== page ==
Aqueous film-forming foam (AFFF) is a firefighting foam that has been widely used by the military, airports, and industrial facilities since the 1970s to quickly extinguish fuel and solvent fires. AFFF contains per- and poly-fluoroalkyl substances (PFAS), which are emerging contaminants of concern as they do not degrade in the environment easily.
Certain individuals may suffer from prolonged or repeated exposure to AFFF, such as firefighters, airport firefighters, and military personnel who regularly train with or respond to fires. There is growing evidence that AFFF exposure is associated with a number of adverse health effects. Understanding these health risks is important for those regularly working with AFFF as well as communities impacted by AFFF contamination.
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AFFF Exposure Pathways
AFFF contains PFAS, which are synthetic chemicals that repel oil, grease, and water. During firefighting activities, AFFF containing PFAS can contaminate soil, surface water, and groundwater. PFAS have also been detected in drinking water sources near military bases, airports, and fire training facilities where AFFF was regularly used.
The most common exposure pathways for AFFF are through drinking contaminated water, direct contact with foam during firefighting activities, or contact with PFAS-contaminated soil. PFAS accumulate in the body over time and do not easily break down, which is why even short, low exposures can lead to a harmful build-up in the body.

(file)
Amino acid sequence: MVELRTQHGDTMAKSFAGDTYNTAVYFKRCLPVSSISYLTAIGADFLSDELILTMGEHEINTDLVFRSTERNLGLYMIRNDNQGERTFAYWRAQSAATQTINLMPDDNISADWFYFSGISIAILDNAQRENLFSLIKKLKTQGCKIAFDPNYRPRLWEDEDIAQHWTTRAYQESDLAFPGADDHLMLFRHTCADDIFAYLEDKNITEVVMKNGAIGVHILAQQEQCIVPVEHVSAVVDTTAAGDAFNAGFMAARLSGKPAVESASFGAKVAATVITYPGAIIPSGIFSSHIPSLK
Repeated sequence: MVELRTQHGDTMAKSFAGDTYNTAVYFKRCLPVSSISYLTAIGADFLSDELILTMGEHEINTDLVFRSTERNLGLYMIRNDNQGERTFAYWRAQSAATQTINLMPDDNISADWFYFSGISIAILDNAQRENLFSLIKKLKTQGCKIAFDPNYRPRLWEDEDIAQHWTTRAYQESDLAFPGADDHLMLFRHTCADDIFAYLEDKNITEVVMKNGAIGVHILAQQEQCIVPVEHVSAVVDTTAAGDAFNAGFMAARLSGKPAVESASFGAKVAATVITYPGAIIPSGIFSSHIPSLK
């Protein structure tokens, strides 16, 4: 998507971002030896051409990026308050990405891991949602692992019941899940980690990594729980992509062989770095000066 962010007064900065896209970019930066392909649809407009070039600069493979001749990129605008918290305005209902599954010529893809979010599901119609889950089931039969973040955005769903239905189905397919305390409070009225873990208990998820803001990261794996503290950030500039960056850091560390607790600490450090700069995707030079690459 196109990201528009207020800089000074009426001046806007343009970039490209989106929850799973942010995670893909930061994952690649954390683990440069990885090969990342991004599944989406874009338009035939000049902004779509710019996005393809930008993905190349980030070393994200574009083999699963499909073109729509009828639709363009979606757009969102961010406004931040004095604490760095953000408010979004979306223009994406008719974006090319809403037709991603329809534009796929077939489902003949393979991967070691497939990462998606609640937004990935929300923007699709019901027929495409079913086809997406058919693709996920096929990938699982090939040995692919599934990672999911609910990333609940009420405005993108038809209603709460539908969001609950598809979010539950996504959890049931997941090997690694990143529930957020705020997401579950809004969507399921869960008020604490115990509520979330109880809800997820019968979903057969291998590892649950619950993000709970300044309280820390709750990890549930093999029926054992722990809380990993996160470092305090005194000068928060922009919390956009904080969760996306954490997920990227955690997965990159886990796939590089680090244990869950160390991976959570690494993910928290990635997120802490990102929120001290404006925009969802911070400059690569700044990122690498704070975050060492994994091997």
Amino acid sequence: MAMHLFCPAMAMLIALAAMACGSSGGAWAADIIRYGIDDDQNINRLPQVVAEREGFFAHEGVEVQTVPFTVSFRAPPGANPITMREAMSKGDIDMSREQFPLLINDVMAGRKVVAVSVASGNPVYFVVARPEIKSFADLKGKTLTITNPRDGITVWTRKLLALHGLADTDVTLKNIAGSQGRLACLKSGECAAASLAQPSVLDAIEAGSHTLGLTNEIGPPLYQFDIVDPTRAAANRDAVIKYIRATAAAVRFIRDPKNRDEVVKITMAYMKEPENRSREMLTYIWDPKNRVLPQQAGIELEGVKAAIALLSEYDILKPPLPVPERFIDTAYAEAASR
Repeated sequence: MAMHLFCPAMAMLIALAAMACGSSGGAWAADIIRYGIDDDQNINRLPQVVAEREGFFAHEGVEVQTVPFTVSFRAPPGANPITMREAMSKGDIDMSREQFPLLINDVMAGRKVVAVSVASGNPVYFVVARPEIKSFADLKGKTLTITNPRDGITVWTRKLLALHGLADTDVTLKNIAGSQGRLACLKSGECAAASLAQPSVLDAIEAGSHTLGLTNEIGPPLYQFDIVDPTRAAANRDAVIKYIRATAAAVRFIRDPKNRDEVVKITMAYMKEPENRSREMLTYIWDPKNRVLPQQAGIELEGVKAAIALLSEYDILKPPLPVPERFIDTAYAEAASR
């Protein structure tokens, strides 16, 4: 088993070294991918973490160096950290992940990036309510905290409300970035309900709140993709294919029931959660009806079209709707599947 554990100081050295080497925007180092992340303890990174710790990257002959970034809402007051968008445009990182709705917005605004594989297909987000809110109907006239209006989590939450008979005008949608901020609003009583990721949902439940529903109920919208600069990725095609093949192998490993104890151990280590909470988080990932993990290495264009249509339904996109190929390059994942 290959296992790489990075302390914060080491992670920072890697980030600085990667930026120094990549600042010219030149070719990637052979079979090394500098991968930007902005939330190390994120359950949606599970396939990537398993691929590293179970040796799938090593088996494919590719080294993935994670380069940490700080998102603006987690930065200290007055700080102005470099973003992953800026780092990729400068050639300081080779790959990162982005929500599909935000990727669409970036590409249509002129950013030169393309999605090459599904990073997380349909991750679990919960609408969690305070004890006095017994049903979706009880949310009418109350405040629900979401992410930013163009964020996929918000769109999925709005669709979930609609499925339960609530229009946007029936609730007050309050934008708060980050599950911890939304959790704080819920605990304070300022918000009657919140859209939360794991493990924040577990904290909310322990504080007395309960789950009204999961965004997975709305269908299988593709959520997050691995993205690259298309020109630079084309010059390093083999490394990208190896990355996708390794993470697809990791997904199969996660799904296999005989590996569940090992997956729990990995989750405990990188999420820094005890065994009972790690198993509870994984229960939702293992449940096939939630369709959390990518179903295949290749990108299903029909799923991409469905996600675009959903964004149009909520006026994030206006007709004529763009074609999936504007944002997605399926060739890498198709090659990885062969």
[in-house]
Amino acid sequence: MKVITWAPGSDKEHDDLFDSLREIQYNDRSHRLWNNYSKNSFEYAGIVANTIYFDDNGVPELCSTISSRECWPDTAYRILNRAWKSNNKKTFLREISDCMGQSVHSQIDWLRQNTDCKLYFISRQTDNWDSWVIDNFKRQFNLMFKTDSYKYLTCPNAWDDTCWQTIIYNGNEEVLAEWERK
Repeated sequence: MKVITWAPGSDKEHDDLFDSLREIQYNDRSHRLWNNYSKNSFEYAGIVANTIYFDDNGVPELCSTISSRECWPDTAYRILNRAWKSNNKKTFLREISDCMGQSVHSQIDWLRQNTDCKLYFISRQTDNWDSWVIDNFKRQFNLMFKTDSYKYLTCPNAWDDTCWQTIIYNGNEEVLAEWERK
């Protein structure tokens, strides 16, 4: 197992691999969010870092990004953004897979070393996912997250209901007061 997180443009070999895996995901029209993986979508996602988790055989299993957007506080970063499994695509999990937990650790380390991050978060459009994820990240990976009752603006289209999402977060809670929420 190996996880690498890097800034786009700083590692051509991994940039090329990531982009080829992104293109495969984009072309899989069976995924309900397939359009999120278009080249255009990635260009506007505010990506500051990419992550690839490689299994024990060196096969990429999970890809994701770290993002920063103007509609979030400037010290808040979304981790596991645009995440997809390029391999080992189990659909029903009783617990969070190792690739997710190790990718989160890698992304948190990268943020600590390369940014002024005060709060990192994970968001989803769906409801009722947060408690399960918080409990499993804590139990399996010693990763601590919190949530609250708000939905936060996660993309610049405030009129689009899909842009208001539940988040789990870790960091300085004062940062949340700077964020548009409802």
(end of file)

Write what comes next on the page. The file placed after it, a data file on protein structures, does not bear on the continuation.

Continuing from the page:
Firefighting Foam Lawsuit
In recent years, an increasing number of lawsuits have been filed by individuals who developed medical conditions after prolonged exposure to AFFF-containing PFAS chemicals. A firefighting foam lawsuit alleges that manufacturers of AFFF knew or should have known the potential health hazards associated with these chemicals but failed to provide sufficient warning. Most lawsuits have been filed by current or former firefighters and others with high occupational exposure to AFFF, such as military personnel.
Plaintiffs in these lawsuits argue that their cancers, liver or kidney disease, thyroid problems, or other conditions are a direct result of AFFF exposure. They seek financial compensation for medical costs, lost wages, and mental distress. Defendants, including major chemical manufacturers, have denied claims that AFFF is responsible for health effects in these lawsuits. Litigation is ongoing.